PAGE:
For Canadian and Indian faculty[edit]

  • Millennium Development Goals Research Grant (Value- CAD 80,000): One grant is awarded for a period of 30 months to fund bi-national research teams to undertake public policy relevant research toward one or more of the eight United Nations Millennium Development Goals.[15]
  • Partnership Development Seed Grant (Value- CAD 15,000): Five grants are awarded for a period of one year to projects that serve as a catalyst for activities which contribute to formal institutional agreements or other long-term partnerships between Canadian and Indian institutions. Funds may also be used to support bi-national seminars, conferences, meetings, or other activities that build awareness of potential collaboration opportunities between Canadian and Indian institutions and promote sharing of knowledge, information, resources and expertise.[16]
  • Scholarship Travel Subsidy Grant (Value- 50% of travel expenses up to $1200): The subsidy grant is in place to assist scholars to participate in conferences and academic meetings affiliated with Shastri member institutes.[17]

For Canadian faculty only[edit]

  • India Studies Award: The purpose of the India Studies Programme is to promote Canadian faculty research and training in an area of expertise in India. The Fellowship covers a round trip airfare from the fellow’s residence to the place of affiliation in India and a monthly allowance up to Rs 24,000 per month.[18]

For Indian faculty only[edit]

  • Canadian Studies Programme Development Grant: Started in 1979, grants are provided to encourage scholarly inquiry and professional academic activities with the objective of contributing to the development and expansion of Canadian Studies at Indian Universities. The value of the grant varies since the amount provided is meant to defray direct costs related to professional activities initiated by the institution, such as domestic Indian travel of visiting Canadian scholars abroad as well as cost of materials, printing, office-related charges and computer time.[19]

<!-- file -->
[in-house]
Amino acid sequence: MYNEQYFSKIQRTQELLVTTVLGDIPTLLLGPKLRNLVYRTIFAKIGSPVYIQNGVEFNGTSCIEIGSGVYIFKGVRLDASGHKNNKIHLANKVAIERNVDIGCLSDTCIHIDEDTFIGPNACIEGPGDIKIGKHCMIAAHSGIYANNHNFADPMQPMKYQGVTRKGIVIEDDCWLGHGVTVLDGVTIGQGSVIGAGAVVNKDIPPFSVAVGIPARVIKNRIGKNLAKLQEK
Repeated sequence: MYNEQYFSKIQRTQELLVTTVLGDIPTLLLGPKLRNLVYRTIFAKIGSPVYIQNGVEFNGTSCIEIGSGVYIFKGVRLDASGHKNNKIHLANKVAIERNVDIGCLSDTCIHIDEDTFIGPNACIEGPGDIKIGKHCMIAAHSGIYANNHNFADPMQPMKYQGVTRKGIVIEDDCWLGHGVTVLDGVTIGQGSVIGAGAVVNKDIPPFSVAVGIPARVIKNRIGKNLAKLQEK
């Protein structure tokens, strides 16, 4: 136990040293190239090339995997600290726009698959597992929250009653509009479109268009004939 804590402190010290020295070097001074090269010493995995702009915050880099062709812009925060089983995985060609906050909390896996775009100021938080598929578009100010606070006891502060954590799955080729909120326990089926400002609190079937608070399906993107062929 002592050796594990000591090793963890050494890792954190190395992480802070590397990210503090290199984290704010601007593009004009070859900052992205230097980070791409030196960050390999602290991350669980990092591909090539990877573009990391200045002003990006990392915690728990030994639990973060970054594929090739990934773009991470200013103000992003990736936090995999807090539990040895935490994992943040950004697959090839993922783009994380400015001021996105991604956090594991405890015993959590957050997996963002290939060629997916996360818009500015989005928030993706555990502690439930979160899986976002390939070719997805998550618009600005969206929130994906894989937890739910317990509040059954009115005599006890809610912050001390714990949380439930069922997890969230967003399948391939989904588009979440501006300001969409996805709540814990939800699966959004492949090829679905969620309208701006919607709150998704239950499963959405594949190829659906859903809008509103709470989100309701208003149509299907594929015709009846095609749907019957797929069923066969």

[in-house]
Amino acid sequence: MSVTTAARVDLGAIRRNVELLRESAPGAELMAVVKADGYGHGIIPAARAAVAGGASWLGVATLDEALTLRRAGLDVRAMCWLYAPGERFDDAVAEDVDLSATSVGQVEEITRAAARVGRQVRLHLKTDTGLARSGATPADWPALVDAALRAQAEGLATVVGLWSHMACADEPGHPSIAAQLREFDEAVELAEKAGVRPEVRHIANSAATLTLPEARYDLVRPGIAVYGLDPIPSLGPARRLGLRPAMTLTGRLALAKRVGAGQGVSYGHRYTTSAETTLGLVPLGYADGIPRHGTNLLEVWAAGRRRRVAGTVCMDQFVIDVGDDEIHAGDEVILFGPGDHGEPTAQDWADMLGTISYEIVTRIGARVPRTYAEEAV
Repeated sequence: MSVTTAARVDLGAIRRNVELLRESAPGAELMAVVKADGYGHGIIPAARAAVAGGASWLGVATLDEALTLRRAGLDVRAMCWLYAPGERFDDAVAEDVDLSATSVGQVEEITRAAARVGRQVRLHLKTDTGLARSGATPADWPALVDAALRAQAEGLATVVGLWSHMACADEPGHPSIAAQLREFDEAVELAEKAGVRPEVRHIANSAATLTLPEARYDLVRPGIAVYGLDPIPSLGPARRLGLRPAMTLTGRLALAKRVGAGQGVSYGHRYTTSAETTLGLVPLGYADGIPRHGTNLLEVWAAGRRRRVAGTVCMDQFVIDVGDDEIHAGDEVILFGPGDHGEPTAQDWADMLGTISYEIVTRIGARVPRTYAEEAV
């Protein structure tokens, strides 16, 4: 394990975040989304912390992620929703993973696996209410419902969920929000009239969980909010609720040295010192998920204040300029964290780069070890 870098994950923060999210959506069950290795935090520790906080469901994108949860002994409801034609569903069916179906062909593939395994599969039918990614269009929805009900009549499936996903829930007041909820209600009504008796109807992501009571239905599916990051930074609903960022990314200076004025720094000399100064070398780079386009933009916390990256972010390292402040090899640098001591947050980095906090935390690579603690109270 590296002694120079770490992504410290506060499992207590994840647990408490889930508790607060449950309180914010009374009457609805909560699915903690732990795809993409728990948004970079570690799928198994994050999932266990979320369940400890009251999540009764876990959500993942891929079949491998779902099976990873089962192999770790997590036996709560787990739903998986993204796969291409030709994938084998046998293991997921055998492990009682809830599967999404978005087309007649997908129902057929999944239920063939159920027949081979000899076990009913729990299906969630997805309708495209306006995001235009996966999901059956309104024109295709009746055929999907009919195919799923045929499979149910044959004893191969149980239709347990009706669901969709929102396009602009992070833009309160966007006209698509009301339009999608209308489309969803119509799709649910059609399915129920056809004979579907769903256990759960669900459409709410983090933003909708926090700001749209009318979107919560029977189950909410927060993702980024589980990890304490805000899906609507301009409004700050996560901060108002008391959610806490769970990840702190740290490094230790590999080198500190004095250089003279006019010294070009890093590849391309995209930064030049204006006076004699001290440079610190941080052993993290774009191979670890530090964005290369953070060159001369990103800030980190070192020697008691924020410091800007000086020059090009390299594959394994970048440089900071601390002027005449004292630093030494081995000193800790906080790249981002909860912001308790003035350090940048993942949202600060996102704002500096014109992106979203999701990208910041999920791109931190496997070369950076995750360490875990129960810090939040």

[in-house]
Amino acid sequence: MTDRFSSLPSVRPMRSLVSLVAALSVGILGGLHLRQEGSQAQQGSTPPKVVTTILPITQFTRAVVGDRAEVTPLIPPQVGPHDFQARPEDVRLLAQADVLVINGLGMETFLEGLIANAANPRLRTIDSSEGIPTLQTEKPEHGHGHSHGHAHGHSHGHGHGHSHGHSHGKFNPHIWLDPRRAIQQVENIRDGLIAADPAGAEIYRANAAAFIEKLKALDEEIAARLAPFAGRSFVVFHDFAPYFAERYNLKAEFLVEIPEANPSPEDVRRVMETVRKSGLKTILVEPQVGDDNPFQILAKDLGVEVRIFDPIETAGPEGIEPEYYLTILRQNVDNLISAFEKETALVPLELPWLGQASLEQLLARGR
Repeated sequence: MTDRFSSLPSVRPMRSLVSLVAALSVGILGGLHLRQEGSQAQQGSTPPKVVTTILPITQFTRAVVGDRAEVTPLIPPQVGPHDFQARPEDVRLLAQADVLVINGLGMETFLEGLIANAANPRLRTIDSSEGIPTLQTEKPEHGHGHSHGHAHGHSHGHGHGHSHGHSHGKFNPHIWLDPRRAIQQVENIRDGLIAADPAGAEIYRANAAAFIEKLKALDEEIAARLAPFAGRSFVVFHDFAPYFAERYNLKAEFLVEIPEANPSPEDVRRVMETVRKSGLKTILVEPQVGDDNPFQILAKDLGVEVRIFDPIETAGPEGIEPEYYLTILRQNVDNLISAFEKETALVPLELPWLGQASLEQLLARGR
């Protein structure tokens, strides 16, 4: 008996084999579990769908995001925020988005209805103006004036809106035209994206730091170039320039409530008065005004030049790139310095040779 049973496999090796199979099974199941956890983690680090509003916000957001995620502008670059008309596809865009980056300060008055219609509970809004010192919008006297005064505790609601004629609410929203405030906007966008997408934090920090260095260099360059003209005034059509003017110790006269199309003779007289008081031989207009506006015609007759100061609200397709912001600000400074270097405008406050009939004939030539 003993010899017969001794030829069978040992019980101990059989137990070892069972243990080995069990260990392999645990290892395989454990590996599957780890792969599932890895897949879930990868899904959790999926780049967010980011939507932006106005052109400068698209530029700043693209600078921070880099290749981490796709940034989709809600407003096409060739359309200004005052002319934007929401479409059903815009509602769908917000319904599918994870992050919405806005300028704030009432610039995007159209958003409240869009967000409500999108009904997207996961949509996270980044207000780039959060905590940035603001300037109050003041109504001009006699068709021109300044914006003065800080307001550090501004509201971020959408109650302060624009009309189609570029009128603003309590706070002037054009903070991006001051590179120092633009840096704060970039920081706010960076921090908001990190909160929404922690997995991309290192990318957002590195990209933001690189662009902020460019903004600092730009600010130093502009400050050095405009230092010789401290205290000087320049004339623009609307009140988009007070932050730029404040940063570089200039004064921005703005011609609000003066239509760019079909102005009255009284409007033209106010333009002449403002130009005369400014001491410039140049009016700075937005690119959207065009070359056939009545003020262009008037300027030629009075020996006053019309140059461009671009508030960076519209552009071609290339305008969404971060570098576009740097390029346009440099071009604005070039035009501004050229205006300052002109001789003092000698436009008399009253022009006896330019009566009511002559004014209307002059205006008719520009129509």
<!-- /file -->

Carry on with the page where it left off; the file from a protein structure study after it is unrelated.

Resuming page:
• Canadian Studies Faculty Enrichment Fellowship: This program of support is designed to increase knowledge and understanding of Canada abroad by assisting academics in higher education institutions to develop and teach courses about Canada in their own discipline, as part of their regular teaching load. The program enables academic award holders to come to Canada and gather the necessary information and material to devise a new course on Canada, or to modify or extend significantly the Canadian component of an existing course.[20]
  • Canadian Studies Faculty Research Fellowship: This fellowship is designed to assist individual academics in higher education institutions to undertake short-term research about Canada or on an aspect of Canada’s bilateral relations with the participating countries. The purpose is to increase knowledge and understanding of Canada through publication of pertinent articles in the foreign or international scholarly press.[21]

For libraries[edit]

  • Canadian Studies in India: The programme was initially launched in 1976 as a journal program. The programmer took a huge leap forward in 1991, when the Canadian Studies Library (CSL) was inaugurated as the main information resource centre of Canadian publications in India. The library houses a large and comprehensive collection of books, journals and newspapers as well as a variety of other media, with specific Canadian content. While the language of the collection is primarily in English, there is also a significant amount of material in French, both in literature and other subjects.[22]
  • Library program in Canada: The Programme acquires current Indian publications for scholarly and public use, housed in the libraries of the member institutions. The libraries of SICI’s three founding members (the University of Toronto, McGill University, and the University of British Columbia) act as resource libraries while the other member institutions act as support libraries, acquiring material on a more limited scale to support their individual India Studies programmes.[23]

Member Institutions[24][edit]

The four founding members of the Shastri Institution were McGill University, the University of British Columbia, the University of Toronto and the National Library of Canada.[25] In 1980, the University of Ottawa became the first bilingual organization to join the Shastri Institute while HEC Montreal and Université Laval became the first francophone members in 2006.

List of Canadian members[edit]

List of Indian members[edit]


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  3. ^ Baraga et al. ‘Building bridges: A Case Study on the Role of the Indian Diaspora in Canada’ (December 2008). Kingston: Queens University Press, 26
  4. ^ Annual Report of the Shastri Indo-Canadian Institute, 1972-1973, pp. 1
  5. ^ Annual Report of the Shastri Indo-Canadian Institute, 1972-1973, pp. 1
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  25. ^ Annual Report of the Shastri Indo-Canadian Institute, 1972-1973, pp. 3